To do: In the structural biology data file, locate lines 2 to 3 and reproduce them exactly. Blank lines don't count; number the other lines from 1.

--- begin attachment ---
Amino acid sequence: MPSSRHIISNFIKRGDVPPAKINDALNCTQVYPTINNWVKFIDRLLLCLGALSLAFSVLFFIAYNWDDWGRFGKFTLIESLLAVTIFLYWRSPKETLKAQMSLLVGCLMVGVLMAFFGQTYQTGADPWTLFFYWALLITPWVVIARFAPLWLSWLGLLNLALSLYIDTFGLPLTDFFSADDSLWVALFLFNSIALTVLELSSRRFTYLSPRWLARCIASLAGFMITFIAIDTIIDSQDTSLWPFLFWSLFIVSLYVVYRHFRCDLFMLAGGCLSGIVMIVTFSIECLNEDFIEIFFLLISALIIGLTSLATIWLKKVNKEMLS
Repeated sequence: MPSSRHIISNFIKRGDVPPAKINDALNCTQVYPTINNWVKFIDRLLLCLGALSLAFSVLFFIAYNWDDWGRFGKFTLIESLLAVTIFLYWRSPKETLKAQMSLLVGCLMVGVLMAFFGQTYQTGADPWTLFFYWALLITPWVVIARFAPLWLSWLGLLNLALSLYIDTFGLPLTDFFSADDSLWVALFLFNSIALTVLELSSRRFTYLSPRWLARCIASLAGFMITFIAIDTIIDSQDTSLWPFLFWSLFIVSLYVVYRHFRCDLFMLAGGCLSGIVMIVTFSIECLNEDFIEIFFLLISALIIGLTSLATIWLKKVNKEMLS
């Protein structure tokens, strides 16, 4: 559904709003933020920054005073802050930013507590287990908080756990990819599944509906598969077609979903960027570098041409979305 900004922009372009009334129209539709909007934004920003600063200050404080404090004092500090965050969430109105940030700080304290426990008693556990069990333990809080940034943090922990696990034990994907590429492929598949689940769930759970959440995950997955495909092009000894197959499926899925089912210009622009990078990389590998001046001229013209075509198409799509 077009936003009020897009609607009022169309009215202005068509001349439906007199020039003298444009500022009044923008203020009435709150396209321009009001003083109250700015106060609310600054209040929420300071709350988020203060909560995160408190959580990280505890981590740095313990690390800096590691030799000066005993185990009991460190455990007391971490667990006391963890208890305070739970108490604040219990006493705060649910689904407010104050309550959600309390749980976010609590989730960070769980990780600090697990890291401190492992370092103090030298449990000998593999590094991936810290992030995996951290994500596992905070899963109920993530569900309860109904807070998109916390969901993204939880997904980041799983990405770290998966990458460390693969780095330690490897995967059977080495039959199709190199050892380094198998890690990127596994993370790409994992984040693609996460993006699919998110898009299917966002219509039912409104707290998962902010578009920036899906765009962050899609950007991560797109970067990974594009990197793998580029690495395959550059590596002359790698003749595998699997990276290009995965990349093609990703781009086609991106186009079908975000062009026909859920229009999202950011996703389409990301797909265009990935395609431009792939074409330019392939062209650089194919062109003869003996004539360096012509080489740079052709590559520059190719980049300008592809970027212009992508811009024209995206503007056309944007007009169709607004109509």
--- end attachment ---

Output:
Repeated sequence: MPSSRHIISNFIKRGDVPPAKINDALNCTQVYPTINNWVKFIDRLLLCLGALSLAFSVLFFIAYNWDDWGRFGKFTLIESLLAVTIFLYWRSPKETLKAQMSLLVGCLMVGVLMAFFGQTYQTGADPWTLFFYWALLITPWVVIARFAPLWLSWLGLLNLALSLYIDTFGLPLTDFFSADDSLWVALFLFNSIALTVLELSSRRFTYLSPRWLARCIASLAGFMITFIAIDTIIDSQDTSLWPFLFWSLFIVSLYVVYRHFRCDLFMLAGGCLSGIVMIVTFSIECLNEDFIEIFFLLISALIIGLTSLATIWLKKVNKEMLS
């Protein structure tokens, strides 16, 4: 559904709003933020920054005073802050930013507590287990908080756990990819599944509906598969077609979903960027570098041409979305 900004922009372009009334129209539709909007934004920003600063200050404080404090004092500090965050969430109105940030700080304290426990008693556990069990333990809080940034943090922990696990034990994907590429492929598949689940769930759970959440995950997955495909092009000894197959499926899925089912210009622009990078990389590998001046001229013209075509198409799509 077009936003009020897009609607009022169309009215202005068509001349439906007199020039003298444009500022009044923008203020009435709150396209321009009001003083109250700015106060609310600054209040929420300071709350988020203060909560995160408190959580990280505890981590740095313990690390800096590691030799000066005993185990009991460190455990007391971490667990006391963890208890305070739970108490604040219990006493705060649910689904407010104050309550959600309390749980976010609590989730960070769980990780600090697990890291401190492992370092103090030298449990000998593999590094991936810290992030995996951290994500596992905070899963109920993530569900309860109904807070998109916390969901993204939880997904980041799983990405770290998966990458460390693969780095330690490897995967059977080495039959199709190199050892380094198998890690990127596994993370790409994992984040693609996460993006699919998110898009299917966002219509039912409104707290998962902010578009920036899906765009962050899609950007991560797109970067990974594009990197793998580029690495395959550059590596002359790698003749595998699997990276290009995965990349093609990703781009086609991106186009079908975000062009026909859920229009999202950011996703389409990301797909265009990935395609431009792939074409330019392939062209650089194919062109003869003996004539360096012509080489740079052709590559520059190719980049300008592809970027212009992508811009024209995206503007056309944007007009169709607004109509």